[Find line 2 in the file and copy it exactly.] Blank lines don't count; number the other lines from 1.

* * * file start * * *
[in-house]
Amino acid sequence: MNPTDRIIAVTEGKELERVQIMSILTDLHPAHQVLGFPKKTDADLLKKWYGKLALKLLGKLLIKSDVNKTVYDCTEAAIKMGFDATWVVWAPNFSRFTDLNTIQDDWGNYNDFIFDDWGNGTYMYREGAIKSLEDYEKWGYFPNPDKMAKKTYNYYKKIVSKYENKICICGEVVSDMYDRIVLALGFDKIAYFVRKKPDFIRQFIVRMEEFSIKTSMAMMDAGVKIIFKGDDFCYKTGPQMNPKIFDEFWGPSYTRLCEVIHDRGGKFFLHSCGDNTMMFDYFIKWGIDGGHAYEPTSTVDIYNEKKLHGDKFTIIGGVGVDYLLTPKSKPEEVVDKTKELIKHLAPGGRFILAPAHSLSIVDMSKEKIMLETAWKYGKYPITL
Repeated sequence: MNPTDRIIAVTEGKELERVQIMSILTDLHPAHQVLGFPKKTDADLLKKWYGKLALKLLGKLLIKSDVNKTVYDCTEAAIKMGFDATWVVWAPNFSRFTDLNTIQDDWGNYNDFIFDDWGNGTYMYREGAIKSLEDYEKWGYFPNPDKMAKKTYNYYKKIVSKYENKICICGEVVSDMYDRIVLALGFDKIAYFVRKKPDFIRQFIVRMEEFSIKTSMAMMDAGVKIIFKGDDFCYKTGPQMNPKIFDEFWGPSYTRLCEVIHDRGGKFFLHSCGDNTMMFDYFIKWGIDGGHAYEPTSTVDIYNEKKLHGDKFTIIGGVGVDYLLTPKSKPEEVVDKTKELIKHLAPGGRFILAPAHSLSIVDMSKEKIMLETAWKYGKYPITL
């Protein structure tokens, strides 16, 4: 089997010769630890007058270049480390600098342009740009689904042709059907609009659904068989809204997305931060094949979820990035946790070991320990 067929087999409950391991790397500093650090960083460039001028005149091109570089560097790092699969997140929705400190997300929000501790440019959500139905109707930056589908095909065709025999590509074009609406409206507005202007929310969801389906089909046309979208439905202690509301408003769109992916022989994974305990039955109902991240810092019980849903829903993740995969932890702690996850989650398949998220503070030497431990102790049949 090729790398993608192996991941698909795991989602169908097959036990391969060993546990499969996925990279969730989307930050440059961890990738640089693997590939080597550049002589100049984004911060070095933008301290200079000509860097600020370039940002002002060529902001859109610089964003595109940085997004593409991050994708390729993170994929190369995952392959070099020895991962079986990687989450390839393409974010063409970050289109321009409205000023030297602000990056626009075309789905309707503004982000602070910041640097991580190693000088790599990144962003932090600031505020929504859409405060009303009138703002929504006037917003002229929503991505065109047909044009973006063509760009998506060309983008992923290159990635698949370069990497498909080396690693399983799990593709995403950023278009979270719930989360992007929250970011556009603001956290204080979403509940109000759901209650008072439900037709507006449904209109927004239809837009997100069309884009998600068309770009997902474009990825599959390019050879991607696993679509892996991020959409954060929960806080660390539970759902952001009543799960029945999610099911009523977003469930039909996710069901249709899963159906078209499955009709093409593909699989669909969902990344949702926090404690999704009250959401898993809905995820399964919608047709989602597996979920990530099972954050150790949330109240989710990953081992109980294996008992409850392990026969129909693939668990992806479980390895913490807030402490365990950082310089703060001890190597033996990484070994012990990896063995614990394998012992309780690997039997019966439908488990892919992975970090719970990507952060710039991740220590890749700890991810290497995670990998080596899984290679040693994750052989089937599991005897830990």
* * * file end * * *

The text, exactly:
Amino acid sequence: MNPTDRIIAVTEGKELERVQIMSILTDLHPAHQVLGFPKKTDADLLKKWYGKLALKLLGKLLIKSDVNKTVYDCTEAAIKMGFDATWVVWAPNFSRFTDLNTIQDDWGNYNDFIFDDWGNGTYMYREGAIKSLEDYEKWGYFPNPDKMAKKTYNYYKKIVSKYENKICICGEVVSDMYDRIVLALGFDKIAYFVRKKPDFIRQFIVRMEEFSIKTSMAMMDAGVKIIFKGDDFCYKTGPQMNPKIFDEFWGPSYTRLCEVIHDRGGKFFLHSCGDNTMMFDYFIKWGIDGGHAYEPTSTVDIYNEKKLHGDKFTIIGGVGVDYLLTPKSKPEEVVDKTKELIKHLAPGGRFILAPAHSLSIVDMSKEKIMLETAWKYGKYPITL